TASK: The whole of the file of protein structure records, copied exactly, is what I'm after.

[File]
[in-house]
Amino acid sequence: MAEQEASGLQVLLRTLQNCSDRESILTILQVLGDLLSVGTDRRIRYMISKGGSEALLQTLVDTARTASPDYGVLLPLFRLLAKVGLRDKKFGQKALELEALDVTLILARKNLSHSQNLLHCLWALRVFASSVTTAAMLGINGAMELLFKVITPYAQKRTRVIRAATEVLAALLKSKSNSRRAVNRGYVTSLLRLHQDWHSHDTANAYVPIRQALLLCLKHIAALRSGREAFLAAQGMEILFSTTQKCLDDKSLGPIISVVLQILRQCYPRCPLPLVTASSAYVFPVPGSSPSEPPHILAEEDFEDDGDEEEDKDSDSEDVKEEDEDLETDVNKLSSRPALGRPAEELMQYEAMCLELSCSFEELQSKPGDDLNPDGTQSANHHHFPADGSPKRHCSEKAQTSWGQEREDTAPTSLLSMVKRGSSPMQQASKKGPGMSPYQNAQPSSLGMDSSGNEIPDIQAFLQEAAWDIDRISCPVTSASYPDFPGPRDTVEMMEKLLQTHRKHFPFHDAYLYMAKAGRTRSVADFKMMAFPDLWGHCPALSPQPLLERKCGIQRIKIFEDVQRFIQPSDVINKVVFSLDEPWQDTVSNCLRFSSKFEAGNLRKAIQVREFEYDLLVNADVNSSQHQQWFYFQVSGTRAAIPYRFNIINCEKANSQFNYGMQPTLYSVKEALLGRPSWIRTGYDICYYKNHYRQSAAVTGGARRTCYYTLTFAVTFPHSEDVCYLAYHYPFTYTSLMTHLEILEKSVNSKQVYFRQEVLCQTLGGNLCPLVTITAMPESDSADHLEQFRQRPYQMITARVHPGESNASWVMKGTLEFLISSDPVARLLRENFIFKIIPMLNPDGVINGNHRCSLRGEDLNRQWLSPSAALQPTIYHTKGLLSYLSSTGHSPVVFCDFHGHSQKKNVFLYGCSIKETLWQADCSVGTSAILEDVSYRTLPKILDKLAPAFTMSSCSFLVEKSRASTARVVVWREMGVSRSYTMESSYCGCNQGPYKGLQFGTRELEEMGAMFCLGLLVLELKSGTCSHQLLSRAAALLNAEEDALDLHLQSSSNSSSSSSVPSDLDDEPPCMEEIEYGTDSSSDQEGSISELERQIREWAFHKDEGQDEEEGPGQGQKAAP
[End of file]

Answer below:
[in-house]
Amino acid sequence: MAEQEASGLQVLLRTLQNCSDRESILTILQVLGDLLSVGTDRRIRYMISKGGSEALLQTLVDTARTASPDYGVLLPLFRLLAKVGLRDKKFGQKALELEALDVTLILARKNLSHSQNLLHCLWALRVFASSVTTAAMLGINGAMELLFKVITPYAQKRTRVIRAATEVLAALLKSKSNSRRAVNRGYVTSLLRLHQDWHSHDTANAYVPIRQALLLCLKHIAALRSGREAFLAAQGMEILFSTTQKCLDDKSLGPIISVVLQILRQCYPRCPLPLVTASSAYVFPVPGSSPSEPPHILAEEDFEDDGDEEEDKDSDSEDVKEEDEDLETDVNKLSSRPALGRPAEELMQYEAMCLELSCSFEELQSKPGDDLNPDGTQSANHHHFPADGSPKRHCSEKAQTSWGQEREDTAPTSLLSMVKRGSSPMQQASKKGPGMSPYQNAQPSSLGMDSSGNEIPDIQAFLQEAAWDIDRISCPVTSASYPDFPGPRDTVEMMEKLLQTHRKHFPFHDAYLYMAKAGRTRSVADFKMMAFPDLWGHCPALSPQPLLERKCGIQRIKIFEDVQRFIQPSDVINKVVFSLDEPWQDTVSNCLRFSSKFEAGNLRKAIQVREFEYDLLVNADVNSSQHQQWFYFQVSGTRAAIPYRFNIINCEKANSQFNYGMQPTLYSVKEALLGRPSWIRTGYDICYYKNHYRQSAAVTGGARRTCYYTLTFAVTFPHSEDVCYLAYHYPFTYTSLMTHLEILEKSVNSKQVYFRQEVLCQTLGGNLCPLVTITAMPESDSADHLEQFRQRPYQMITARVHPGESNASWVMKGTLEFLISSDPVARLLRENFIFKIIPMLNPDGVINGNHRCSLRGEDLNRQWLSPSAALQPTIYHTKGLLSYLSSTGHSPVVFCDFHGHSQKKNVFLYGCSIKETLWQADCSVGTSAILEDVSYRTLPKILDKLAPAFTMSSCSFLVEKSRASTARVVVWREMGVSRSYTMESSYCGCNQGPYKGLQFGTRELEEMGAMFCLGLLVLELKSGTCSHQLLSRAAALLNAEEDALDLHLQSSSNSSSSSSVPSDLDDEPPCMEEIEYGTDSSSDQEGSISELERQIREWAFHKDEGQDEEEGPGQGQKAAP